One of the stated benefits of pair programming is that it functions like a continual code review -- ensuring that at least two sets of eyes see every line of code that ends up in the code base.
I spend a lot of time with people learning Agile approaches, and pairing is one practice that seems to invite a lot of misconceptions. One of these is that this code review aspect of pairing is the primary benefit -- and thus there is little benefit to pairing if you do formal code reviews (often these same people think that pairing is only beneficial when a senior and a junior work together). But not only is this not the only (or even necessarily the primary) benefit of pairing, but also the two practices provide different review results.
Recently, I was listening to a discussion where two different (but slowly merging) groups are trying to reconcile their disparate processes. One has incorporated several XP practices into their routine. The other is doing a more spiral-like methodology with very few Agile practices (although they recently started to try some). Because the goal of these groups is to build common terminology, and (ultimately) a compatible working environment, they (wisely IMO) have decided to allow both groups to continue with how they are comfortable, while adopting what they see as beneficial from the other group. So, the way things are shaking out, those that want to pair will pair, and those that want to do reviews will do reviews -- but management is not going to prescribe which is done.
One person even observed that someone may want to have a review session of code that was paired (which I found myself privately nodding along with -- I tend to be very open-minded about letting people do whatever they think adds value), then this person presented an example of why someone might want to do both. And this journal entry was born.
The example was: "Someone might want to do a code review of paired code to go deeper into things." I think this is a common misconception of formal code reviews. Code reviews, because of their presentation-like nature, the amount of code often involved, and the overall formality of the process rarely facilitate a deep understanding of the code. If this is your goal, pairing is a better way to go.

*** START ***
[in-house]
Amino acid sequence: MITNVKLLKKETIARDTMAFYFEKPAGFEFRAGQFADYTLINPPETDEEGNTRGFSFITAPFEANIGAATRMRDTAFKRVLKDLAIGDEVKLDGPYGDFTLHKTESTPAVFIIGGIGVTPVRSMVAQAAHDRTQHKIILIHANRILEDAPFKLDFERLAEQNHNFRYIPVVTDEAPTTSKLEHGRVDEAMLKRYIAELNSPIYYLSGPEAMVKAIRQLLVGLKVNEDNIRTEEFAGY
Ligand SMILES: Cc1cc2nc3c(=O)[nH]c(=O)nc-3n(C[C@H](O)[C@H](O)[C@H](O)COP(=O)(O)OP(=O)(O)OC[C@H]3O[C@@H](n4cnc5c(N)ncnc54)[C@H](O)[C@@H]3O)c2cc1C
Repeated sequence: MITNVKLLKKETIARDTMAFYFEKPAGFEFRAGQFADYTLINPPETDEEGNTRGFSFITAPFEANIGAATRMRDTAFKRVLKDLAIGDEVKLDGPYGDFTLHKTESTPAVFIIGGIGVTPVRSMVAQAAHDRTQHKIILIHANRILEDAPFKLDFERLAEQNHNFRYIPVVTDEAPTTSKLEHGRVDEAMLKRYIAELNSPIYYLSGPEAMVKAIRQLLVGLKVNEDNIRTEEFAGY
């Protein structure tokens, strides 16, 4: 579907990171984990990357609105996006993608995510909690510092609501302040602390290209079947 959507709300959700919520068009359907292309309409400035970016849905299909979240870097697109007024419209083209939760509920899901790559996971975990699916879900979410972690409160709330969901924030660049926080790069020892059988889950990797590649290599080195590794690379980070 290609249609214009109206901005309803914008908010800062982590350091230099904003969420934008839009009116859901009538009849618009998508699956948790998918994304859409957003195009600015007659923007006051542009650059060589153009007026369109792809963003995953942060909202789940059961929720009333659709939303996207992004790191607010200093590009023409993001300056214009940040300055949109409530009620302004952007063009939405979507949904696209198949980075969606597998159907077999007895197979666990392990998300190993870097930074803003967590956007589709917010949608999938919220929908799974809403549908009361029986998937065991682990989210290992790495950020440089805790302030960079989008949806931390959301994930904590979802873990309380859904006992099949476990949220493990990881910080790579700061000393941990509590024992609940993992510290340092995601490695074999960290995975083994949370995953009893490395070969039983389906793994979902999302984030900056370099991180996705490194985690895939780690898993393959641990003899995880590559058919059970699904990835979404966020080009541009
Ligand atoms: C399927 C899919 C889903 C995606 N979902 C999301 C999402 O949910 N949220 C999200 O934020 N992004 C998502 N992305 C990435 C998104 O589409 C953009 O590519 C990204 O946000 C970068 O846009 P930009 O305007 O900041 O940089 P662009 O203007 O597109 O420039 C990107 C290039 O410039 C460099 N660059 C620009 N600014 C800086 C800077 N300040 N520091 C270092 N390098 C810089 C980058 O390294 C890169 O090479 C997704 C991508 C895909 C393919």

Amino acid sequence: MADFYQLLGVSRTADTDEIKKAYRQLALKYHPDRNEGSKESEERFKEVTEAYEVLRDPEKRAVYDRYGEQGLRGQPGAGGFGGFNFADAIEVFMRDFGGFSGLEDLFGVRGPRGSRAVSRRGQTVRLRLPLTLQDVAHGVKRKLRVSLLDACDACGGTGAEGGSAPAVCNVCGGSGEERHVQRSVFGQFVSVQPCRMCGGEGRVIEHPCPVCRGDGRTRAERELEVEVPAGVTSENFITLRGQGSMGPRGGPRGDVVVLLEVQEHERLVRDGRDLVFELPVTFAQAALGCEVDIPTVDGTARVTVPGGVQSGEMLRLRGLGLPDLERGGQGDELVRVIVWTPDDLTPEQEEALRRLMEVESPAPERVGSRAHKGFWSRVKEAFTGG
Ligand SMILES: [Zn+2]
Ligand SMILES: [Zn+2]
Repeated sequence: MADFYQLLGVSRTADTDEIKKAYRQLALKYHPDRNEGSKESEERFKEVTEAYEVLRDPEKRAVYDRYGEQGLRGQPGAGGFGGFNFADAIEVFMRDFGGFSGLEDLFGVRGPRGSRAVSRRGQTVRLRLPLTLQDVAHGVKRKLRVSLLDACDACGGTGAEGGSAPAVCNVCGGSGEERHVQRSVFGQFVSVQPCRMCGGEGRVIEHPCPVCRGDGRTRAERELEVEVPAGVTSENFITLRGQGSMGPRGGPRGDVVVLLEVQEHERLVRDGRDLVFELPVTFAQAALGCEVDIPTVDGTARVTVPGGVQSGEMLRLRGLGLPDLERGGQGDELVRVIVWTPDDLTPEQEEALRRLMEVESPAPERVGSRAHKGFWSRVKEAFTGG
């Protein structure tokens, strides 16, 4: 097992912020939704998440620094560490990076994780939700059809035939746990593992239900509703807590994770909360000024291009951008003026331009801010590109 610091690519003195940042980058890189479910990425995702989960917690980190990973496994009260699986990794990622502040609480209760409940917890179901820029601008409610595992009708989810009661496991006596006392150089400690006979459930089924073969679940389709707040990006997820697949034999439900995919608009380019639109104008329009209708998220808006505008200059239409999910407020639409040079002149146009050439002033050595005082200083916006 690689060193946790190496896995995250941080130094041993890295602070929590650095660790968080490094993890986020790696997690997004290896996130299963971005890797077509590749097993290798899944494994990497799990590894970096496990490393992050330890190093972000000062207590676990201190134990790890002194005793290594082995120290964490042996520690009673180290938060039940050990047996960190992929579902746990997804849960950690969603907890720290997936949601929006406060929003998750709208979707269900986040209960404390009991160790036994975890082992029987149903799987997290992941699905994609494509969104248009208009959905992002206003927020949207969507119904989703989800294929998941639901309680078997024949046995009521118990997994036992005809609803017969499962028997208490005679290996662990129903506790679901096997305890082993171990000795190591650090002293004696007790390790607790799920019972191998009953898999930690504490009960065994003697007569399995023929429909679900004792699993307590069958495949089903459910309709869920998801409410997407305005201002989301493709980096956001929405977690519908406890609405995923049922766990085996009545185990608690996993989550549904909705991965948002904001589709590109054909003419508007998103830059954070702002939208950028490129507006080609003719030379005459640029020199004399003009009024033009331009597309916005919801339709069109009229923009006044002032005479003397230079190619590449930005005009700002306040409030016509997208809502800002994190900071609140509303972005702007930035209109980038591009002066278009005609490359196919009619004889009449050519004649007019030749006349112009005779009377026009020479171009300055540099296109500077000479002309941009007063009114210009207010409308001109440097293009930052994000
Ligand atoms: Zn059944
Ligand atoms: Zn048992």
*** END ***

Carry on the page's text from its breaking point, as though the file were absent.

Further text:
I am much more likely to understand your code, and see every design idea, coding standard decision, and implementation detail if we are actively working together in the creation of that code, than I if I get inundated with all of the your decisions in a two hour presentation of the finished product.
Thus pairing is deep -- it allows us to see all of the decisions made in the code.
Formal Code Reviews, are wide -- they allow more people to see what was done than those who did the work in the first place. This can add value (and why I tend to focus on what we want to accomplish rather than what we want to do), because there could be any number of people who did not work on the code, but will benefit from getting a direct look at what's going on (and code reviews often include more people than just a pair).
The point is, that its important to know what we are really trading off; rarely do we get something for nothing. In this case, we trade depth for breadth. This is why with both practices there are accompanying strategies to mitigate their weakness (e.g. change pairs frequently, do code reviews often) and techniques to maximize their effectiveness (e.g. driver focuses on syntax, pair on design; review a single class; define rules of engagement, etc).
The depth/ breadth tradeoff is not just in knowledge sharing, but in the actual resulting code (the benefit of both practices is said to be higher quality code). If I am the reviewer, my ideas are much more likely to actually make it into the code if I am there when its created, than if I make suggestions on "how it could have been done differently." In pairing I get to inform the creation, in the code review I only get to judge the creation -- my ideas will only make it into the rewrite (if it happens). In practice, this means that only the code deemed really in need of my ideas will actually include them, while if pairing, all of the code will (deeper). In trade, there may be many more people's ideas included in the rewrite (wider) after the review, while only those who paired the code inform its development.
So, which do you choose? The answer could be both, either, or none. What I hope to have illuminated here, is that this is not the most valuable question to ask. Instead ask yourself: "What problems are we trying to solve," and "What practices are we more likely to do." Because the people and the problems are always the important part. the practices you choose -- while not always equal -- are always effective in that context.